"This is, I think, a very exciting time for one of the finest museums in the world," said prime minister David Cameron as he announced further government funding of £5 million for the redevelopment of the Imperial War Museum.
Mr Cameron visited the museum last Friday to announce plans for the nation's commemoration of the centenary of the outbreak of World War I in 2014.
"I will never forget when my mother brought me here as a boy and being absolutely captivated by everything within the museum," he said.
"But almost more interesting was bringing my own children here, quite recently, they’ve come twice, I think, altogether.
"And realising that even when I was a boy there were still people alive who had fought in the Great War. There aren’t now, but my children were just as captivated and interested as I was. I think that speaks volumes about what we are discussing today."
The IWM is currently winding down its displays as it prepares to close its doors for the first half of 2013 to allow major works to take place.
"The completion of transforming IWM London will see the Imperial War Museum reopened as the centrepiece of our commemorations for the centenary of the First World War," said the PM.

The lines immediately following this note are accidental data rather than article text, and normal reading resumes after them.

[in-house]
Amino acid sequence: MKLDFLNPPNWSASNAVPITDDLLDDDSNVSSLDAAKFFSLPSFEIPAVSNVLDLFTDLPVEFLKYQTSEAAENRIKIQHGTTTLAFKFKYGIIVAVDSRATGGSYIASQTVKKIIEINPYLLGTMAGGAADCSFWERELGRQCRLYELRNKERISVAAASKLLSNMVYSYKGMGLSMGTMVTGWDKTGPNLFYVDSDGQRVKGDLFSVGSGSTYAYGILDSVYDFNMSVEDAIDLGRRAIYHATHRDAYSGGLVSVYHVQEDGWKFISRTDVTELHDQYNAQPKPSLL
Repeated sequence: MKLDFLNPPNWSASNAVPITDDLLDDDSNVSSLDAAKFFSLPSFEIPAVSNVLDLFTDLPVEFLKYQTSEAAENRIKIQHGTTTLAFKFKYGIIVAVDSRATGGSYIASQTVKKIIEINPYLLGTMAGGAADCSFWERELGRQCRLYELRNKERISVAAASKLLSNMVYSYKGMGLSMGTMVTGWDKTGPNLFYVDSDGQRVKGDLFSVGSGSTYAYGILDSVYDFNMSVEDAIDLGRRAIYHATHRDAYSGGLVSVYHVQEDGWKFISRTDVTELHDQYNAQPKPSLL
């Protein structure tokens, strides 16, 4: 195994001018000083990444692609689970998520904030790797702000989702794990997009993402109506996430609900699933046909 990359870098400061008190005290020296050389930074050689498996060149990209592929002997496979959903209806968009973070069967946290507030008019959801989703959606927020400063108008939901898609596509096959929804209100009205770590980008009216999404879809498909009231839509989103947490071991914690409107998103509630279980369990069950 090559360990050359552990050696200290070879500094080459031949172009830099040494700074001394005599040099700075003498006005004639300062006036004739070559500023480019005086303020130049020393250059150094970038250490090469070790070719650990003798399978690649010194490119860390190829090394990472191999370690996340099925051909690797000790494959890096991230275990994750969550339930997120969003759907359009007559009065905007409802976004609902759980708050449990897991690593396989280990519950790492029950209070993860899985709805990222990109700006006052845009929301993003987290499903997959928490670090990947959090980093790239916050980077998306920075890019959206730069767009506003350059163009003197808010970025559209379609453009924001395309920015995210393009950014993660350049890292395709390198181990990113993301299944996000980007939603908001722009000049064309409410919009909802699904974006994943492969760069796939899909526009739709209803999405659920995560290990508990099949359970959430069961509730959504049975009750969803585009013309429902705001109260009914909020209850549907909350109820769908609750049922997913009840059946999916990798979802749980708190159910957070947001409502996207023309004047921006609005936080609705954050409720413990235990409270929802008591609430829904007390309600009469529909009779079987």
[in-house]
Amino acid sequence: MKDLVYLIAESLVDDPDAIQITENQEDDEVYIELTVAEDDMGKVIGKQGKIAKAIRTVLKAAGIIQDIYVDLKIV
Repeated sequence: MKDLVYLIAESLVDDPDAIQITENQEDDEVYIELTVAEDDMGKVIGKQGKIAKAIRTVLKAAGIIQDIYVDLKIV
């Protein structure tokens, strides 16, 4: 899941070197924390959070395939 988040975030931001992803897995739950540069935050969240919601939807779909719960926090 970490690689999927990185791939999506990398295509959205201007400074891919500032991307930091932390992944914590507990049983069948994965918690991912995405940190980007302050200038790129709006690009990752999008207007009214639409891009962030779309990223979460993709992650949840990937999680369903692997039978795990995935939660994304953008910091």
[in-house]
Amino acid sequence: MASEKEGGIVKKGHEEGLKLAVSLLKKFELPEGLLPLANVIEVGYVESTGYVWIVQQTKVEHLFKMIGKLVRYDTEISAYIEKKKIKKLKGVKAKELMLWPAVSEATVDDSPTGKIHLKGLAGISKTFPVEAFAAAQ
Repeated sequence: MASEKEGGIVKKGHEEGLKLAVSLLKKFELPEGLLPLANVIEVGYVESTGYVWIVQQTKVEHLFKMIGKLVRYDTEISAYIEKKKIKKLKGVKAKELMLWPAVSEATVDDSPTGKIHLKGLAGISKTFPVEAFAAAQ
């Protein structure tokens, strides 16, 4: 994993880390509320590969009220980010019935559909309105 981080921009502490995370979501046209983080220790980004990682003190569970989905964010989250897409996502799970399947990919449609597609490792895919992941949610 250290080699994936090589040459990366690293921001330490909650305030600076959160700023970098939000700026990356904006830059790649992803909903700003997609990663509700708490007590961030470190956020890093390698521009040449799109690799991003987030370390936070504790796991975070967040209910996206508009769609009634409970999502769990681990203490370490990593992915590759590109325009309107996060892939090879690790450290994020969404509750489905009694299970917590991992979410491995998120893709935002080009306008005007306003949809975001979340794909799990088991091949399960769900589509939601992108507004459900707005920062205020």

"With that transformation, new generations will be inspired by the incredible stories of courage, toil and sacrifice that have brought so many of us here over the past century.
"From the breathtaking sights of the hanging gallery to the unforgettable smell of the trenches, from great art – like this painting of The Menin Road by Paul Nash – to the many moving stories recorded from the front line, the Imperial War Museum is not just a great place to bring your children – as I said, as I’ve done – it is actually a special place for us all to come, to learn about a defining part of our history and to remember the sacrifice of all those who gave their lives for us, from the First World War to the present day."
Mr Cameron also signalled his enduring support for free admission to Britain's national museums – a policy introduced by the last Labour government.
"I passionately believe we should hold on to this heritage and pass it down the generations," he said. "That is why, even in difficult economic times, we are right to maintain free entry to national museums like this. It is why we will continue to do so."
Mayor of London Boris Johnson has previously floated the idea of a voluntary admission fee for museums.
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